Employers need to efficiently collect information on frontline workers’ needs and requirements to recruit and retain them, says Dan Johnston, chief executive officer and co-founder of WorkStep.
In many ways, Johnston says, it's a great time to be a frontline supply chain worker. “There's an abundance of opportunities. Obviously, these roles, especially in the skilled trades and in trucking are in high demand, and pay is on the rise.” And such workers are in the driver’s seat. “Frontline supply chain workers are looking for more than just job opportunities and pay. They're looking for career growth, for opportunities to advance within their companies. They're looking to have a voice within their organization that is heard by the leadership. They're looking, of course, for safe working conditions and for a sense of team.”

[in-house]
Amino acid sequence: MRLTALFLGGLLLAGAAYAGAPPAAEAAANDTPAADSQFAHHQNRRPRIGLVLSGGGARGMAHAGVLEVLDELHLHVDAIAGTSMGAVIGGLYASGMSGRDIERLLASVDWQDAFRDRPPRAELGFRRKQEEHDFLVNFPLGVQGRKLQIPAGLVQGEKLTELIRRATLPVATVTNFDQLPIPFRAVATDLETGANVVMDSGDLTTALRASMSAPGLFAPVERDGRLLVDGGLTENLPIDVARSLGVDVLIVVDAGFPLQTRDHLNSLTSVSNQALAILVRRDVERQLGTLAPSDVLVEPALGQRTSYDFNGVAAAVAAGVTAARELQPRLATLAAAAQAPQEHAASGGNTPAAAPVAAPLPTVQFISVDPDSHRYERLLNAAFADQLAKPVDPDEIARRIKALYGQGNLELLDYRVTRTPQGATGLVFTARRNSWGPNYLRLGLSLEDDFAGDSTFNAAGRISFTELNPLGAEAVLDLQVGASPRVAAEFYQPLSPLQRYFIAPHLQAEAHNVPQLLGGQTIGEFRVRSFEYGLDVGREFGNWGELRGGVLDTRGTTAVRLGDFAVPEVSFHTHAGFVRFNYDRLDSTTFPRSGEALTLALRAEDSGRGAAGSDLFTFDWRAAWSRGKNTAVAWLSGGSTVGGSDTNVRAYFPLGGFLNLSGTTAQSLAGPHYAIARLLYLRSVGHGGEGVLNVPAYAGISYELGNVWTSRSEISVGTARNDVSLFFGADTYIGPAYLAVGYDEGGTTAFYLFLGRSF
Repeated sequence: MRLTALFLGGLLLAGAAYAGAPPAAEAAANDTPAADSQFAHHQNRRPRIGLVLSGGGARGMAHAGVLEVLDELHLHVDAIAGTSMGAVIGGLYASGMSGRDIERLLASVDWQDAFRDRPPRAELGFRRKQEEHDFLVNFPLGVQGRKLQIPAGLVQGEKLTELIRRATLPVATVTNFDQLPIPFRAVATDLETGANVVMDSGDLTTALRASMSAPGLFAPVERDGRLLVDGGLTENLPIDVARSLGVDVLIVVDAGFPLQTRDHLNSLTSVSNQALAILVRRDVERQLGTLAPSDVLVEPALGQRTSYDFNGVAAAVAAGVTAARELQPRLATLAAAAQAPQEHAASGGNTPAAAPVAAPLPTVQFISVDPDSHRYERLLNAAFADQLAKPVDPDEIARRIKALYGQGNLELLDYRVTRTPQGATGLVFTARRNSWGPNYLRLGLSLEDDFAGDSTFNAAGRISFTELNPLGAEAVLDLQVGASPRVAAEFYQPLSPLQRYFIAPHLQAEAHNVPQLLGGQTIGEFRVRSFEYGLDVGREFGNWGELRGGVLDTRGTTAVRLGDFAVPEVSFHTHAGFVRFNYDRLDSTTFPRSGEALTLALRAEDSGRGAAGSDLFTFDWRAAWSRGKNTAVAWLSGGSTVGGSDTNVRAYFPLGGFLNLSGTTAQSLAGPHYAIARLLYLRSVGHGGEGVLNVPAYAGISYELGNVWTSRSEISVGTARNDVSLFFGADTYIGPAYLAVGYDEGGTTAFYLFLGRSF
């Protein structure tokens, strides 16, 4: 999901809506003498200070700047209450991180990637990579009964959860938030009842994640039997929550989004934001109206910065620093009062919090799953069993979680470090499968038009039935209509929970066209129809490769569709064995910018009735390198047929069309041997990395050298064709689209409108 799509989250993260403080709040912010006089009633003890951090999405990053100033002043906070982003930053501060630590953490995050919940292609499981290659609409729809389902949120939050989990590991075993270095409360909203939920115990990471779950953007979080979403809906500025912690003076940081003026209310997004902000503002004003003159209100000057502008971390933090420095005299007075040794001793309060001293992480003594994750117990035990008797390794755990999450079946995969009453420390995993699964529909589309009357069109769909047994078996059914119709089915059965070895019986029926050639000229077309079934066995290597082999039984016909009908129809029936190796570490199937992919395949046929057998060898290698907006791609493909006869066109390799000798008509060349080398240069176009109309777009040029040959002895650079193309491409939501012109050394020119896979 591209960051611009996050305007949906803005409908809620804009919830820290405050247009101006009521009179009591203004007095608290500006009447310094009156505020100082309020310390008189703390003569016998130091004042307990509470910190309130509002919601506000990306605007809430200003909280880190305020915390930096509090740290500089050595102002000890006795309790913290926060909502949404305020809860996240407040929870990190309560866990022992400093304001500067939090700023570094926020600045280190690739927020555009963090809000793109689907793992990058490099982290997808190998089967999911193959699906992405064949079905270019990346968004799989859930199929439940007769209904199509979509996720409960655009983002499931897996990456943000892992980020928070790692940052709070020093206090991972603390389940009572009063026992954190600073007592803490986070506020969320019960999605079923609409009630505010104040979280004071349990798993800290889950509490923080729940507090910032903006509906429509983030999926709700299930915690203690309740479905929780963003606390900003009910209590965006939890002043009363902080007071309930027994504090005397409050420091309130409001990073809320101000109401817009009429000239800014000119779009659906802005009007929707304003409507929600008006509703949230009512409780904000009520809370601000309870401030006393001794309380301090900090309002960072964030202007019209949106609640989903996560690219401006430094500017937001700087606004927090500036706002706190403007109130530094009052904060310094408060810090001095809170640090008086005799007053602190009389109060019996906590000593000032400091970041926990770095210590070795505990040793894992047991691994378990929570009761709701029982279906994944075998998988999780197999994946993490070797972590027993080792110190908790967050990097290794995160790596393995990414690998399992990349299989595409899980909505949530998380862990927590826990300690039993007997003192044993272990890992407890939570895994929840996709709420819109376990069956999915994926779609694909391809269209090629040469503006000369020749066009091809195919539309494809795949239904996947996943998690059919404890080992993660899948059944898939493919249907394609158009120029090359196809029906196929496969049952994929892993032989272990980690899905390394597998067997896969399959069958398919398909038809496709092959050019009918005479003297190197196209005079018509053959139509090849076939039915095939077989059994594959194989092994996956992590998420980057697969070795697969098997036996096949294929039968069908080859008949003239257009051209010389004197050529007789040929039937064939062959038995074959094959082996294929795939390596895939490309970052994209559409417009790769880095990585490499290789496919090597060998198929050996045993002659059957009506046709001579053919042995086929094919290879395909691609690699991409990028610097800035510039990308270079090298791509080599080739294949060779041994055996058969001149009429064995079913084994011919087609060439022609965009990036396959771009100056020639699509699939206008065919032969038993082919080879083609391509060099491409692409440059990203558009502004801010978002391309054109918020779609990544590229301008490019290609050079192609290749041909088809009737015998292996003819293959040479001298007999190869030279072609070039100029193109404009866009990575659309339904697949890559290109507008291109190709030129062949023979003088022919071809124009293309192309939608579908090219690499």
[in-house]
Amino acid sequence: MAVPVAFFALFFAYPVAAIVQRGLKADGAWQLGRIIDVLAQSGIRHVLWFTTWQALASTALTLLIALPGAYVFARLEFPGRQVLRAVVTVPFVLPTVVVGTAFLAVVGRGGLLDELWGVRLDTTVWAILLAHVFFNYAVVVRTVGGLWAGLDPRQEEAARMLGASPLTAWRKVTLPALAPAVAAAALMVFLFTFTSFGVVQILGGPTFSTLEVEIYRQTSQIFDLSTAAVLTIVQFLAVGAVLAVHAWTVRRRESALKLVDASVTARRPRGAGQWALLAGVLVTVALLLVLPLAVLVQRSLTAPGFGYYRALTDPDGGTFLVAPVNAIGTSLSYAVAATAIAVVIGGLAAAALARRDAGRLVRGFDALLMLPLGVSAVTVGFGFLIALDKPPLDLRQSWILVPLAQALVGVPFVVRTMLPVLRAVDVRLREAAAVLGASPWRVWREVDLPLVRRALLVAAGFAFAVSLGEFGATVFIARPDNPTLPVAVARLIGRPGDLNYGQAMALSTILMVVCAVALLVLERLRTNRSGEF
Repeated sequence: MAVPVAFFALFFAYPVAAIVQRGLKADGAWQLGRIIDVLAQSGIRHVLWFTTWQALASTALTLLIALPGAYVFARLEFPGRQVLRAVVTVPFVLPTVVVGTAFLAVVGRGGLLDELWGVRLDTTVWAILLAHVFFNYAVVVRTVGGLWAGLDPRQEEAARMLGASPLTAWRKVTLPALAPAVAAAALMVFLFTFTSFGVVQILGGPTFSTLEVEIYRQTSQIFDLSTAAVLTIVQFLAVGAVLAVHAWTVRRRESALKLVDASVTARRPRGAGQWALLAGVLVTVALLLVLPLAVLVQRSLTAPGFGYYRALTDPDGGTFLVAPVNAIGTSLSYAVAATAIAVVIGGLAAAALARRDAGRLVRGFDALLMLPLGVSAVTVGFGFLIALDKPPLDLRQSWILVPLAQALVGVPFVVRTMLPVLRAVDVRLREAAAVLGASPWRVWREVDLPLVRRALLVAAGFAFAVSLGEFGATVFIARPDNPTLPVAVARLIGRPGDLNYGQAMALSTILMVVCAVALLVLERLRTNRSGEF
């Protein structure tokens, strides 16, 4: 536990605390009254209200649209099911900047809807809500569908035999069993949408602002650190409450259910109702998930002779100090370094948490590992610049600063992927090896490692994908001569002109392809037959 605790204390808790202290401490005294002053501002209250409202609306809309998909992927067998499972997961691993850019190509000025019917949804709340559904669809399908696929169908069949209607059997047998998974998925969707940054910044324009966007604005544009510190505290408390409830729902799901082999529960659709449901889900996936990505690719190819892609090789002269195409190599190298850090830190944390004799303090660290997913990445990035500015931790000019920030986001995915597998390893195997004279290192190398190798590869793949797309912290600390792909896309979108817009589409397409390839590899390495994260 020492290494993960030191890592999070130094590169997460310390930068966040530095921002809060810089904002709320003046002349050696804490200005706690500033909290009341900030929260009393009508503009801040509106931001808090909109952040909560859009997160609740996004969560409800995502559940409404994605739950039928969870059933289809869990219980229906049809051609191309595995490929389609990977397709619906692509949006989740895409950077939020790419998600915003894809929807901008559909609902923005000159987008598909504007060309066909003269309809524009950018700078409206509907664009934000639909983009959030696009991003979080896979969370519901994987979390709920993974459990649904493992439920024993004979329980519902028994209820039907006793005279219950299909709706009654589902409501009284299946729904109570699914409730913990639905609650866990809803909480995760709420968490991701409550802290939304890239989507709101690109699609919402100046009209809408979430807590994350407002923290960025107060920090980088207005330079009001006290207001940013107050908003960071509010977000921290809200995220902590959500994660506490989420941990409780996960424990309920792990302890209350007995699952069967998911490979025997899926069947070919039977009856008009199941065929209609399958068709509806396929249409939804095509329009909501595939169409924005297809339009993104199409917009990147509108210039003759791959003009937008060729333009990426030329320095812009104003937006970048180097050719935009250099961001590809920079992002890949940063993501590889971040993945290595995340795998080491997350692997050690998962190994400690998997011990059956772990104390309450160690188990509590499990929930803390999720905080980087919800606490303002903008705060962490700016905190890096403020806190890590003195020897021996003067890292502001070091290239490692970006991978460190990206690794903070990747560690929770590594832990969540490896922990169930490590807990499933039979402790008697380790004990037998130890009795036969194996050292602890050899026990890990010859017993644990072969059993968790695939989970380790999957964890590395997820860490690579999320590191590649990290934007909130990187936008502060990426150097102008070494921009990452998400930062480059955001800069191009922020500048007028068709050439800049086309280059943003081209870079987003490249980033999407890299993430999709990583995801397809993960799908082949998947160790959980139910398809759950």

It’s imperative that employers understand what matters to the workforce. For instance, scheduling flexibility may be driving their decision to stay or leave. “We're seeing many of our customers adopt flexible scheduling methodologies, but that comes at a cost of complexity to manage and ensure you have the right people with the right skills in your buildings or in your trucks at the right time. There's always a trade-off there.”
Labor shortages exist everywhere, including in the supply chain world. Johnston says, “The supply chain talent market has really been incredibly strained over the last three years, and honestly it wasn't easy to hire for these roles before [the pandemic] either. There is a boom in demand for this talent and supply is struggling to keep up, which makes it hard to hire. What the most forward-thinking supply chain employers are doing is thinking if it's a war for talent out there, how do I keep and grow the talent that I have so that I need to compete less for new talent in the marketplace?”
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